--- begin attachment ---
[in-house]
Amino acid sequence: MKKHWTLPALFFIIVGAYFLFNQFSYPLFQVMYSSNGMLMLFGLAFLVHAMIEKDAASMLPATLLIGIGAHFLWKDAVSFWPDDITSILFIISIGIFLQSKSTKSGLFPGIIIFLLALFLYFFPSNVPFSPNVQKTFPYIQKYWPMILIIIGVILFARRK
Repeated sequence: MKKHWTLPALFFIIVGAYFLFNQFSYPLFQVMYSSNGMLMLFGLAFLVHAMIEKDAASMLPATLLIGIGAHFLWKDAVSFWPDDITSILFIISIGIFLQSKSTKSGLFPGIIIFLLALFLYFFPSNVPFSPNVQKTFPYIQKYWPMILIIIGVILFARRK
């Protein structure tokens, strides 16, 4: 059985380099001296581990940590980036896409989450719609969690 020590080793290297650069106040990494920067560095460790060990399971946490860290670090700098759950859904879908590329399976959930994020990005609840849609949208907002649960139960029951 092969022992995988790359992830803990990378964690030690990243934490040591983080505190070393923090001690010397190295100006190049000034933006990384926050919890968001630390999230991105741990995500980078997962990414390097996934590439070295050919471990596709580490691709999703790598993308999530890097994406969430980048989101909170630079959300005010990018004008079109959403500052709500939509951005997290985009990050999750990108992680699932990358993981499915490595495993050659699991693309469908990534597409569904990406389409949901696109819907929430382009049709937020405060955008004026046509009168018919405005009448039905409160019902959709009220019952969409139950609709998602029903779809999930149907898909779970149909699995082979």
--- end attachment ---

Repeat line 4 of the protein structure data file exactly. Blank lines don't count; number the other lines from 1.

């Protein structure tokens, strides 16, 4: 059985380099001296581990940590980036896409989450719609969690 020590080793290297650069106040990494920067560095460790060990399971946490860290670090700098759950859904879908590329399976959930994020990005609840849609949208907002649960139960029951 092969022992995988790359992830803990990378964690030690990243934490040591983080505190070393923090001690010397190295100006190049000034933006990384926050919890968001630390999230991105741990995500980078997962990414390097996934590439070295050919471990596709580490691709999703790598993308999530890097994406969430980048989101909170630079959300005010990018004008079109959403500052709500939509951005997290985009990050999750990108992680699932990358993981499915490595495993050659699991693309469908990534597409569904990406389409949901696109819907929430382009049709937020405060955008004026046509009168018919405005009448039905409160019902959709009220019952969409139950609709998602029903779809999930149907898909779970149909699995082979």